I walked into that first meeting in November of 1996, and found out how much I didn’t know about myeloma. On top of it, many of the people there had advanced degrees, were physicians, chemists, small business owners and leaders of organizations. They were engaging. And nobody cried. I felt like I belonged. In fact, the group was new itself. Our founder, Peter Tischler, had recently come back from an IMF Patient and Family Seminar in San Francisco. I was at the third-ever meeting of the support group. Since then, I’ve missed less than a handful of meetings. Which brings me back to Dr. Durie.

I went to him for a consult. It was1999. I had harvested my stem cells, but was taking a treatment break.

He encouraged me to do a transplant. But I’d already learned from support group that I needed to take an active part in my treatment decisions, that I should have a voice in my regimen. And I didn’t want to do a transplant. I was just getting started in my career. I wasn’t even 30 yet. These were the years to build up my profession. I couldn’t afford to have them sidelined by a transplant. I didn’t want to have them sidelined by a transplant.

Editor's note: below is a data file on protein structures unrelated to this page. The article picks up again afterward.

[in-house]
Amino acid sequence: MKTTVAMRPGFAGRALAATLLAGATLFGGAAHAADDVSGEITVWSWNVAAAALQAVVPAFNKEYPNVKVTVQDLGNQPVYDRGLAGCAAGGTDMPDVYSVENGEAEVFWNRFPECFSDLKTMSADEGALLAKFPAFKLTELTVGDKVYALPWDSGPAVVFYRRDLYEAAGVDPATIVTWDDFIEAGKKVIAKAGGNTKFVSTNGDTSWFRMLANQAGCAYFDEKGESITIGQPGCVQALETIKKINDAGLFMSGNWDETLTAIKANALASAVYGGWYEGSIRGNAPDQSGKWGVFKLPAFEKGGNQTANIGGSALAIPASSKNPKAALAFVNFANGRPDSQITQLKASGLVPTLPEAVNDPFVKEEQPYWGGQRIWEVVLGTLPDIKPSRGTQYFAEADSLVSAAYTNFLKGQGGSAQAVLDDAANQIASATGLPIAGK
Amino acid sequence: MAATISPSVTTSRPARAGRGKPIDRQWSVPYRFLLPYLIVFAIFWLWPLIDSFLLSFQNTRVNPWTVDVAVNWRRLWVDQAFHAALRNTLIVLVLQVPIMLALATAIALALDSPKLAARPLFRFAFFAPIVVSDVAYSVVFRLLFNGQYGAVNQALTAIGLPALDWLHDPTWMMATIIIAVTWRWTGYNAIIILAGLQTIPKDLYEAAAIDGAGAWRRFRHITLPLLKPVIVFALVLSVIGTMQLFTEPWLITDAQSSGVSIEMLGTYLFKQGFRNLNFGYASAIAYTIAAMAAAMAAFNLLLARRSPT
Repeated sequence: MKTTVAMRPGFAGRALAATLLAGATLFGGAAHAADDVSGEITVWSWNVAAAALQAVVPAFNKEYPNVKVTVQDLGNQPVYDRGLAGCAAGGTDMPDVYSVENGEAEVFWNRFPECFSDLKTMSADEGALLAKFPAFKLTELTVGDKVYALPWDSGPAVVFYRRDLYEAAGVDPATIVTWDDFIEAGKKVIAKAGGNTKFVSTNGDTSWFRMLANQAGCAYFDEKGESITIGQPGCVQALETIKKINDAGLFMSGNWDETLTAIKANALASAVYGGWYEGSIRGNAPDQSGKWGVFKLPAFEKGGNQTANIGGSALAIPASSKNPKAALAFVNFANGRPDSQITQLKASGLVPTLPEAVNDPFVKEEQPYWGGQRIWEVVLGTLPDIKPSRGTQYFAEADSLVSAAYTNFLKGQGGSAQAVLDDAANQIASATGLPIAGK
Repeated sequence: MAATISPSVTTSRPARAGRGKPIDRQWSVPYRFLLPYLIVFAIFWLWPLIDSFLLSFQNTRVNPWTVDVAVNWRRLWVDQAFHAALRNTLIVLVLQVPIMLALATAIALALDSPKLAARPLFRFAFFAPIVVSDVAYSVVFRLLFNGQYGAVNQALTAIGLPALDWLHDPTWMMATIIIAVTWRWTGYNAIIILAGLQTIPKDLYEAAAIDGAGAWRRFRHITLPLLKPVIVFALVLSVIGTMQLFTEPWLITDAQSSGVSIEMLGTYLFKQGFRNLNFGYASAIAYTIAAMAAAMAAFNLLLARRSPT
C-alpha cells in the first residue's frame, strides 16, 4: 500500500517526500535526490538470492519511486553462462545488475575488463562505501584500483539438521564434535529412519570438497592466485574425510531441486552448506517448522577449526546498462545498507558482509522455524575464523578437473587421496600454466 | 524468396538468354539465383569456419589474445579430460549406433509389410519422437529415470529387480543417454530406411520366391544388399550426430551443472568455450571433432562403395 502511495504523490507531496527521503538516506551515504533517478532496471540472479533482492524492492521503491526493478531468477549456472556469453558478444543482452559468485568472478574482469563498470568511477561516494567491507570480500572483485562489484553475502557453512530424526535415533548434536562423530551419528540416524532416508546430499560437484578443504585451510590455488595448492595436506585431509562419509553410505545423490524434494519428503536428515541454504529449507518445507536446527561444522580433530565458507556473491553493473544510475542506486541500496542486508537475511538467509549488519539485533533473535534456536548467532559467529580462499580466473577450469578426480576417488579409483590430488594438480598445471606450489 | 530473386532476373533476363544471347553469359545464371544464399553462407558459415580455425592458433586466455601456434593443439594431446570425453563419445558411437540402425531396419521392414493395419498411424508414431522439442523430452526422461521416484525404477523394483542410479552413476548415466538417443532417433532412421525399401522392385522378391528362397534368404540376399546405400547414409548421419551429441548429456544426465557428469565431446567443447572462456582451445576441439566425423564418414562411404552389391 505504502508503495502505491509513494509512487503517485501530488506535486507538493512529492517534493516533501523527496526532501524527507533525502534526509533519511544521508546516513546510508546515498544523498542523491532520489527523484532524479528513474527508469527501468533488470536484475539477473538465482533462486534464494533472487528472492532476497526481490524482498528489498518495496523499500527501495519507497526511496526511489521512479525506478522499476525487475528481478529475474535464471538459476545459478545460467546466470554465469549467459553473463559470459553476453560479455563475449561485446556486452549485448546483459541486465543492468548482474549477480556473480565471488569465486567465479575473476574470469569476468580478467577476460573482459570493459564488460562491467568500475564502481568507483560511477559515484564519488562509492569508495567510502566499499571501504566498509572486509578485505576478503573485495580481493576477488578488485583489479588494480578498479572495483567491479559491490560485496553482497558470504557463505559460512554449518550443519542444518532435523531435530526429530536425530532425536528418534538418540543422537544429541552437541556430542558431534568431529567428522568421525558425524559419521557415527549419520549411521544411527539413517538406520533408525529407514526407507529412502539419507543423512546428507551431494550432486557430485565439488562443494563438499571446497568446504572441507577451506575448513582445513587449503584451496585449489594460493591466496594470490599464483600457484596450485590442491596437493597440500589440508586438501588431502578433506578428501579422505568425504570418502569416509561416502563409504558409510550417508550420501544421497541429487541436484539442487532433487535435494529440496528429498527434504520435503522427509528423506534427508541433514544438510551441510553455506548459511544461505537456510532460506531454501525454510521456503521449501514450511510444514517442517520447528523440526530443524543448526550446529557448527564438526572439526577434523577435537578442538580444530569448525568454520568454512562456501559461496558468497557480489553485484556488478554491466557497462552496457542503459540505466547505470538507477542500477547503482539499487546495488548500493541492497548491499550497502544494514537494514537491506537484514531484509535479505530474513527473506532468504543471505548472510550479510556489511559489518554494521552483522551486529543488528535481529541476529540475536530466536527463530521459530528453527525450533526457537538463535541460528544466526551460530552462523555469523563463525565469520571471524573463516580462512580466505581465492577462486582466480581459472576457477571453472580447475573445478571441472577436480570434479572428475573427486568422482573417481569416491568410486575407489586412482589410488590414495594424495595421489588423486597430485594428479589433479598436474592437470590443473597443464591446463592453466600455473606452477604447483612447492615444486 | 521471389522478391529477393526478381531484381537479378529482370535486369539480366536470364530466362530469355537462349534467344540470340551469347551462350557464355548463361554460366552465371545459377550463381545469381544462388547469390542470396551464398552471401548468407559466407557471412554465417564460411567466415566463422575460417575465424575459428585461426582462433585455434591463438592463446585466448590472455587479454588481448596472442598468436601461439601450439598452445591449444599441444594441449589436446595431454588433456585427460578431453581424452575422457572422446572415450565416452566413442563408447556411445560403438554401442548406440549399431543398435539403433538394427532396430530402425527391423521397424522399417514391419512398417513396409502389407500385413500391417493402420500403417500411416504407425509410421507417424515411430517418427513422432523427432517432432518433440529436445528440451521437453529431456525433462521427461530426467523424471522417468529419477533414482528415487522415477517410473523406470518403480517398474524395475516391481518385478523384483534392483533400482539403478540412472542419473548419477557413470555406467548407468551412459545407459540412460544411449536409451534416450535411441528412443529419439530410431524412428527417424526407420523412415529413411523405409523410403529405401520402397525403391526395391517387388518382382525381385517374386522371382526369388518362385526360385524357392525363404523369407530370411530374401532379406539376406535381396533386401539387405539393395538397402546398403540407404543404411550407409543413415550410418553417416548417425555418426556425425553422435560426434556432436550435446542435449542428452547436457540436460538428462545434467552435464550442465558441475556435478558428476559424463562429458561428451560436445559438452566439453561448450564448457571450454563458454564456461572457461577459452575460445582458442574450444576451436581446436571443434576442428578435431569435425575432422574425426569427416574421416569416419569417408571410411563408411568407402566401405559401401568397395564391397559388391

So, I told him: I was doing well without a transplant. My levels were undetectable. I wanted to find a way to continue doing well without a transplant.

And Dr. Durie, being Dr. Durie, listened to me. He treated me as a whole person, not just a myeloma specimen. He helped me devise multi-step treatment plan and a treatment philosophy. So we stayed the course. I didn’t have a transplant.

But by 2001, my levels began to creep back up again. But, by then, there were new treatment options.

I went on Thalomid for five years.

Then I switched back to one of the “old dogs,” Cytoxan, before moving to Revlimid.

But in 2013 I started on Velcade. Sub Q. It was very effective for me right away. By the fourth dose, my myeloma levels were undetectable and unmeasurable. But what I liked about Velcade is that it didn’t interfere with my work schedule. I could get into the doctor’s office for treatment and be at work by 9. I could even work it around my travel schedule.